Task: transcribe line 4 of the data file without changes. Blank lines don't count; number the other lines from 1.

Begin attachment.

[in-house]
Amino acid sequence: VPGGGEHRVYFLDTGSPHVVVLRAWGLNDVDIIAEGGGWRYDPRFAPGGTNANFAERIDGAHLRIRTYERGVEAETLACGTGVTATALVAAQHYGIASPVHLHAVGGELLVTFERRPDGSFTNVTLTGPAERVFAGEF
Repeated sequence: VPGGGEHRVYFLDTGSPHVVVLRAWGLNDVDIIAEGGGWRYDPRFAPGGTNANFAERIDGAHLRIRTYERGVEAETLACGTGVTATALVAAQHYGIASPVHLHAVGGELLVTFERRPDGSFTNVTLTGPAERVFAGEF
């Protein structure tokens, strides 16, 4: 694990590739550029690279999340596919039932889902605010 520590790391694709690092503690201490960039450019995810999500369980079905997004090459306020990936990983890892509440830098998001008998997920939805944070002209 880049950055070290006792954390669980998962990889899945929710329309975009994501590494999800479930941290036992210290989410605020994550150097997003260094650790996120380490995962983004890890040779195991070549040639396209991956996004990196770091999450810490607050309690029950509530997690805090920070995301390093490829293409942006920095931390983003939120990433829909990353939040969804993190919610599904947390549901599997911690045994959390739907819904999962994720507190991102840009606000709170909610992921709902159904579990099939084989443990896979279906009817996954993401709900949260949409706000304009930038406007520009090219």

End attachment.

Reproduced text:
């Protein structure tokens, strides 16, 4: 694990590739550029690279999340596919039932889902605010 520590790391694709690092503690201490960039450019995810999500369980079905997004090459306020990936990983890892509440830098998001008998997920939805944070002209 880049950055070290006792954390669980998962990889899945929710329309975009994501590494999800479930941290036992210290989410605020994550150097997003260094650790996120380490995962983004890890040779195991070549040639396209991956996004990196770091999450810490607050309690029950509530997690805090920070995301390093490829293409942006920095931390983003939120990433829909990353939040969804993190919610599904947390549901599997911690045994959390739907819904999962994720507190991102840009606000709170909610992921709902159904579990099939084989443990896979279906009817996954993401709900949260949409706000304009930038406007520009090219």